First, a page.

I find myself wondering how these “good Christians” would have received a marine who returned home in 1945 after surviving Iwo Jima.  Would they throw him a parade down Main Street in Middleville, USA?  Excellent—good for them!  Let’s give the lad the key to our not-quite-city!  But what would have happened if the church-every-Sunday town fathers had discovered that the returning hero had collected an ear or two from Japanese corpses?  Would they pause to consider that the boy had passed several sleepless nights under fire, watched several of his buddies have their guts shot out, and seen his own young life flash before his eyes several times as he stormed machine gun nests in caves?  Or would they stop at the reflection, “Oh!  How brutal!”

I’m betting that the parade would have been canceled if our “good Christians” of today had lived seventy-something years ago.  Fortunately, they didn’t.  My grandfather wasn’t that kind of simpering, whiney, safe-zone-seeking study in moral anemia.  Neither was yours.  They would understand that when you put a man through living hell, he’s apt to do a lot more than exceed the exclamatory limits of, “My goodness gracious!” when his pal from boot camp loses the right side of his head.

I didn’t vote for Mr. Trump in 2016.  I didn’t like the “Lyin’ Ted” lie one bit, nor the insinuation that Cruz Senior had been implicated in the JFK assassination.  Those remarks were Bush League (and, no, the namby-pamby Bushes would never have made them… which was one of the few things I liked about the Bushes: they didn’t play in that league of cheap shots and behind-the-back trips).  But Trump has swallowed his own medicine times ten times ten since his election.  How many days, weeks, and months of 24/7 slandering by a pack of slavering media jackals could any of us put up with before we started shooting the bird at CNN?  Oh, Jeb would never have done such a thing, under any circumstances (and he would never have needed to; he would have been busily tossing the jackals some carrion).  Ted Cruz would have come back with a classier response… and he wouldn’t have come back from Iwo Jima with Japanese gold teeth in his pocket, either.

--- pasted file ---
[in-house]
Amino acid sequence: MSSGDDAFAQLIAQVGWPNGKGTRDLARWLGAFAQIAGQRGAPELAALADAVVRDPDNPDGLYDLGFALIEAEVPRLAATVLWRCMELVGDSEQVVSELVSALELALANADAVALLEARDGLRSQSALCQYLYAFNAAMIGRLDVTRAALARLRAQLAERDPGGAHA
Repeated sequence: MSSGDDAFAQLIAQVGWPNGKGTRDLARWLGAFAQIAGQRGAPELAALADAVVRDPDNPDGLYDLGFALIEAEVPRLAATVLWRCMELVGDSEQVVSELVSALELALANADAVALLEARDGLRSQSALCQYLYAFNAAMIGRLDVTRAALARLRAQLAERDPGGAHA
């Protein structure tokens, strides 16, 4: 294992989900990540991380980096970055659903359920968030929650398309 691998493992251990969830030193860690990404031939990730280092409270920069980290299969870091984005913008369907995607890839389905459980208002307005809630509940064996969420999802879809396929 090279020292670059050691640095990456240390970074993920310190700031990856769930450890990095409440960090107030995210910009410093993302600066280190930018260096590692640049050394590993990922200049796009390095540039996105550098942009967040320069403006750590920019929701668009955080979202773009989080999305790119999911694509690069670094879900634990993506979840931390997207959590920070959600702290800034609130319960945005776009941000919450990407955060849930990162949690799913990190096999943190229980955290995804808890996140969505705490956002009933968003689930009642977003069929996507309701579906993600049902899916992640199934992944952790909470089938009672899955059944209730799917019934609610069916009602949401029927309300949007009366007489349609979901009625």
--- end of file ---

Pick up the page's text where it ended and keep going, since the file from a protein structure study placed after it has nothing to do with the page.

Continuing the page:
I can only speak for myself.  I get mad—really mad—when someone defames me.  If someone were to call me a Nazi before the camera, I wouldn’t smile: I hope I could confine myself to William Buckley’s, “You call me that again and I’ll punch you in your goddam mouth.”